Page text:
As a Canadian, I am familiar with the saying “When America sneezes, Canada catches a cold”, which is another way of saying the American economy has a big effect on Canadians and their financial wellbeing. This is to be expected given the physical proximity of the two nations and their heavily integrated economies. This begs the question of how does a downturn in America affect other nations further away? Specifically, of interest to us, how does a downturn in America affect real estate in Ethiopia?
In our previous post we discussed 6 reasons for the rapid rise of real estate prices in Addis Ababa. One of them is investment from the diaspora, where, most are located in America. If there is a real estate downturn, this diaspora group will be negatively affected. It is easy to conclude that this will in turn affect the level of investment they will make in their home country. To put his hypothesis to test we interviewed several Ethiopian-Americans.
Tsion Befekadu started the construction of a 4-story apartment building in the 22 area of Addis Ababa two years ago. Even though the building is nearly complete, she was forced to stop construction recently due to the loss of her job at a high-tech company. “I used to send the equivalent of $6,000 USD every month to fund the construction of the building, which used to be 50% of my salary”, say Tsion. She plans to restart the construction as soon as she finds another job.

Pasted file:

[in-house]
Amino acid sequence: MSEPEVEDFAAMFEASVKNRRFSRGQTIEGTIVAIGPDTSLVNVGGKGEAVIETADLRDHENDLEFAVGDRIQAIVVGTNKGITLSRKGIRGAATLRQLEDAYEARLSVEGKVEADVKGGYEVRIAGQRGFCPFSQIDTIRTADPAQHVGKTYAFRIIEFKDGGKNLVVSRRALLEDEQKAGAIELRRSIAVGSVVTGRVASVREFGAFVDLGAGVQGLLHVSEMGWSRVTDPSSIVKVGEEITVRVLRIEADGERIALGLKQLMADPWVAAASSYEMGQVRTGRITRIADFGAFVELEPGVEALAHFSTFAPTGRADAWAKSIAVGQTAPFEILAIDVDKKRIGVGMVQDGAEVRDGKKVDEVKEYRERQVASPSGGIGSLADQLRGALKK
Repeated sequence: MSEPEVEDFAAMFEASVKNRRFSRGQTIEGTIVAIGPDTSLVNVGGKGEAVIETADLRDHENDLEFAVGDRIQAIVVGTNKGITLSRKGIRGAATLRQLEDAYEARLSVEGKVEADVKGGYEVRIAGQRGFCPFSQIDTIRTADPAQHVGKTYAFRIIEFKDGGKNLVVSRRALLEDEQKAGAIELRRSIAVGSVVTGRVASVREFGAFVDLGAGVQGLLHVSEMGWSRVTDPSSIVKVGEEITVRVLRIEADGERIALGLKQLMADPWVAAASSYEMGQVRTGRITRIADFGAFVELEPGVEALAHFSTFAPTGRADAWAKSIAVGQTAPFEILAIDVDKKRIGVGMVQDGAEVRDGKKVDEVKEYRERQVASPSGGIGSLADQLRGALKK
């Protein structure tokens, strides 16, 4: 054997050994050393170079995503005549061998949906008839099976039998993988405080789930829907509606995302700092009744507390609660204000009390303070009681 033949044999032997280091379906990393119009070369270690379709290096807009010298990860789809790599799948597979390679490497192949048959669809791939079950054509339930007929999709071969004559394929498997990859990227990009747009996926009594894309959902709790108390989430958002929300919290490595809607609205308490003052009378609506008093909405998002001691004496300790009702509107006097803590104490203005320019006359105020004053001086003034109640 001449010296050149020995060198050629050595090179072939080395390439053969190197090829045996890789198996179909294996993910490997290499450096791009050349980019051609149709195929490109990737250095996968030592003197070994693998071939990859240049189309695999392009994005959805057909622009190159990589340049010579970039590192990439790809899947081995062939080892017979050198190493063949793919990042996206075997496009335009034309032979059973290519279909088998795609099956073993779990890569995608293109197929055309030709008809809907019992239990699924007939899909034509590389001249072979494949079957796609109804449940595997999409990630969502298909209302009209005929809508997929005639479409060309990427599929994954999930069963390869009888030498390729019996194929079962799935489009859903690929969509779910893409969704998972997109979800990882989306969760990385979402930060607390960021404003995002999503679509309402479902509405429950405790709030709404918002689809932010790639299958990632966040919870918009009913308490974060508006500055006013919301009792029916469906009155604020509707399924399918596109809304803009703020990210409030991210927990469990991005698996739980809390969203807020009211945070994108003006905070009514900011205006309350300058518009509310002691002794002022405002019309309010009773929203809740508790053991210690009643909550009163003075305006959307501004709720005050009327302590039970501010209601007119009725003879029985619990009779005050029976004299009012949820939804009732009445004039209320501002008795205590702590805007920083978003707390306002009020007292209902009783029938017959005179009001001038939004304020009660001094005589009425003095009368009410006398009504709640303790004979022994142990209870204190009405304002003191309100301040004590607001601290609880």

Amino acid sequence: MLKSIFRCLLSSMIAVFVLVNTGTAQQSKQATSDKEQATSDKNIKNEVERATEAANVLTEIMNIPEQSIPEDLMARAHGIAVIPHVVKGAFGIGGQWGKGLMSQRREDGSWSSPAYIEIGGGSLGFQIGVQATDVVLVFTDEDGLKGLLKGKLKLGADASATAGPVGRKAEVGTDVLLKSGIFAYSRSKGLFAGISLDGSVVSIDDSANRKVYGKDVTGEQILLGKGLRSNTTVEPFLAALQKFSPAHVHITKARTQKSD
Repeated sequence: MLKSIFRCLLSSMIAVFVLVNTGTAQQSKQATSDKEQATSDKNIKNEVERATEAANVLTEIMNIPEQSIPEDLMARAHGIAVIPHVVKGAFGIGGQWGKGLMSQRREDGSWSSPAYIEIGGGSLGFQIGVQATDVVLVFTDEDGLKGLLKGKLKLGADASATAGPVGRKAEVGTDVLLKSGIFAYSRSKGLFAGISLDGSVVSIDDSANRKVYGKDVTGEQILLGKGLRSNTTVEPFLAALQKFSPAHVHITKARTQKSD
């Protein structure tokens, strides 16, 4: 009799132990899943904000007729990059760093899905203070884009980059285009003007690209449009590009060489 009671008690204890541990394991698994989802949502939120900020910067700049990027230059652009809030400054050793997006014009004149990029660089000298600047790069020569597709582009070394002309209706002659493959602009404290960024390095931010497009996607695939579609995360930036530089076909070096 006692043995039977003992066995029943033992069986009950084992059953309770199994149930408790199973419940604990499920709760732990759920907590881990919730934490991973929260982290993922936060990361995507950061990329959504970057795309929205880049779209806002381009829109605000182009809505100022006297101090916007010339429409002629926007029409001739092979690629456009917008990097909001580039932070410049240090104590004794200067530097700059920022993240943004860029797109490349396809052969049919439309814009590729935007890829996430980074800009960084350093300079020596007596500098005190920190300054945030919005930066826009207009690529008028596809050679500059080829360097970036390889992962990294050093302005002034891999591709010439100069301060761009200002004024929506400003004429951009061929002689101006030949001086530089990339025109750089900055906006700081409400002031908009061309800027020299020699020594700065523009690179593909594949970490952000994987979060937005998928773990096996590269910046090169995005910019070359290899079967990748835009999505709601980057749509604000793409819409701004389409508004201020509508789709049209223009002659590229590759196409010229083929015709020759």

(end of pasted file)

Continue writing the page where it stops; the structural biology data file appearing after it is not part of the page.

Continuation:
Lemma Nigussie, another diaspora from Seattle, Washington has been saving up to buy an apartment in his homeland for the past two years. His plan was to use the saved-up fund as well as additional fund from refinancing his home to purchase his apartment. Unfortunately for him, interest rates have been rising recently making his mortgage payments unaffordable and therefore decided against refinancing. He hopes to keep saving up and pursue his dream of owning an apartment in Ethiopia sometime in the future.
As the above two examples illustrate, the economic conditions of the USA have a direct effect on the real estate market in Ethiopia. For additional proof of this theory, we contacted Samuel Getachew (not his real name) a well-known commission agent in Ethiopia. According to Samuel, interest from the diaspora has collapsed. “I used to get at least 5 inquiries a week from my website. Now, I am lucky if I get 2”. However, Samuel doesn’t think the US economy is entirely to blame. He thinks the lack of bank loan availability in Ethiopia might be a big factor as well. It is well known that local banks provide a special mortgage to the diaspora community, which has been suspended for the last several months, along with other types of loans.